Chamber, city care for existing firms

Published in the Feb. 6, 2012 edition of the
Columbia Regional Business Report

By C. Grant Jackson
Senior Vice President/Community Development
Greater Columbia Chamber of Commerce

On one of his very first business calls, John Mikula, senior vice president for existing business retention and expansion at the Greater Columbia Chamber of Commerce, learned of a problem at Nucor Building Systems in Swansea. Then plant manager Al Behr told Mikula that he was having trouble hiring welders and CAD operators.

Mikula put Nucor together with MEBA, the Midlands Education and Business Alliance, and Midlands Technical College to create a program to fill the company’s labor pipeline.  MEBA would bring high school teachers to the plant to show them what manufacturing was really about. Nucor would send welders and CAD operators into high schools for a show and tell that would include students actually doing some welding. Midlands Tech would supply the programs to teach the skills.  Those skilled workers can make upwards of $80,000 a year.

Nucor now has an ongoing program to keep its pipeline full.

Taking care of existing businesses is critical to any community’s economic health. Multiple studies have shown that the majority of jobs in any community are created by existing businesses. A report compiled by the Lowe Foundation’s Institute for Exceptional Growth Companies found that existing businesses generated 71% more new jobs than startups between 1990 and 2008.

“Coordinating existing and future business growth requirements,” is one of the goals of the Navigating from Good to Great Foundation. Under the direction of the foundation, the Columbia chamber approached the City of Columbia in 2008 about collaborating on Business in Motion, an existing business retention and expansion program.

More than 300 businesses across the region have been interviewed using a standard questionnaire. The city paid for a database that is used to analyze results of those interviews. City economic development employee Ryan Coleman helped develop the program and handles the interviewing and data input and analysis along with Mikula. But note that businesses don’t have to be located within the city limits to be interviewed and have their answers entered into the database.  Kudos to the city.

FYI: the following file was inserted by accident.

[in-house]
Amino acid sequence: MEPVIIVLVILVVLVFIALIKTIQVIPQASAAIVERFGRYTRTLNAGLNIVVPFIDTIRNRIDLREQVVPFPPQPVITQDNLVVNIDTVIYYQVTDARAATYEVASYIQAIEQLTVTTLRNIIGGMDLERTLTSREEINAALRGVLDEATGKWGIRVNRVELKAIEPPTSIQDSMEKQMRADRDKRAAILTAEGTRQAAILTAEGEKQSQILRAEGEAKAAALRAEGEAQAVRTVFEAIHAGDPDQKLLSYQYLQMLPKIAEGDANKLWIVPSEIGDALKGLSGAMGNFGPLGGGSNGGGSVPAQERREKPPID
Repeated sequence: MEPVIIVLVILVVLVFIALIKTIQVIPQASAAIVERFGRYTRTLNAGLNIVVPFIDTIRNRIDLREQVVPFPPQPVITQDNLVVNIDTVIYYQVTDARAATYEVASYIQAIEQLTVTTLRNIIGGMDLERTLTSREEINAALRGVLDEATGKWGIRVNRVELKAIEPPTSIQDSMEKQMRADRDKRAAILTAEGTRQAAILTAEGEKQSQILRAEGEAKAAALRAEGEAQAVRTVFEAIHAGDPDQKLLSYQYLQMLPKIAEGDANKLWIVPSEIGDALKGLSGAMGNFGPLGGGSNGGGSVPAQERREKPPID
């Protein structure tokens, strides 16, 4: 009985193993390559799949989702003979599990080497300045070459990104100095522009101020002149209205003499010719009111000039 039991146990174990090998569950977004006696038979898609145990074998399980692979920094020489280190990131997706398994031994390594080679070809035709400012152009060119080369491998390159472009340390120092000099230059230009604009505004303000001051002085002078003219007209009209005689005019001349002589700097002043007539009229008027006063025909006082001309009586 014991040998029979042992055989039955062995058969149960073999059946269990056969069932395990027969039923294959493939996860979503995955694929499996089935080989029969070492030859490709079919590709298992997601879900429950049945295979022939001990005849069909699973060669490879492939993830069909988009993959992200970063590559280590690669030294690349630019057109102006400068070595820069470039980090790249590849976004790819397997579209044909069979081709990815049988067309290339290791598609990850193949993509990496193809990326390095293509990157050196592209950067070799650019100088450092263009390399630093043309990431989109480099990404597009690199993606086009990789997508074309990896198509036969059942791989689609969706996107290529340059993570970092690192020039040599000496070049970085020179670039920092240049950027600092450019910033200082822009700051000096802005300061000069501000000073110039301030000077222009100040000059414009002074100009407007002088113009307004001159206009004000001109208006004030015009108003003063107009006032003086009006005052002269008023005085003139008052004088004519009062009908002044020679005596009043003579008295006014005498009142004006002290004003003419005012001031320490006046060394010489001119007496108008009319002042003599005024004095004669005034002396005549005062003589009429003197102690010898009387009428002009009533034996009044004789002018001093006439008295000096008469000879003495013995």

“From the beginning we saw the value of a regional approach to the BR&E program, a vital part of our economic development strategy. The Chamber has proven to be a fantastic partner with its access to businesses throughout the community,” said Jim Gambrell, director of economic development for the city.

Coleman and Mikula have been able to uncover problems at individual businesses, such as the workforce issue at Nucor, and help find solutions. But the database analysis has led to problem-solving on a larger scale.  Reports based on data gathered in 2008 and in 2009 showed significant concern with business services, i.e. zoning, permitting, licensing, inspections, etc., in both Columbia and Richland County.

The result of those reports was to establish a Business Services Review Task Force, comprising three members each from the city of Columbia, Richland County and the chamber of commerce.

The task force, which is chaired by David Brandes of Genesis Consulting Group, hopes to release recommendations in a couple of months that will focus on improving customer service, overhauling some procedures and changing some regulations. Recommendations will be for both the city and county and will be aimed at making it easier to do business within each jurisdiction.

While continuing interviews with many businesses, Coleman and Mikula have taken on some targeted projects.

A Business in Motion analysis of the Columbia area’s insurance technology and services industry revealed a regional industry with 12,000 jobs at an average yearly salary of $62,000. The study was undertaken at the behest of iTs|SC Columbia’s insurance technology and services cluster to gather hard data on an industry segment that anecdotally we’ve always believed was quite impactful. But until the Business in Motion study, iTs|SC had no hard data to back up that claim.

Recently, Business in Motion has undertaken a study of the nuclear industry. Within 15 years $40 billion will be invested in nuclear power generation within 100 miles of Columbia. With SCANA’s construction of two reactors in Jenkinsville and the Westinghouse nuclear fuel production facility in Richland County, the region has a significant nuclear base.

The care and feeding of existing business is indeed a critical piece of our economic development puzzle. Solving real problems for businesses in our region means those businesses are much more likely to stay here and to grow here.

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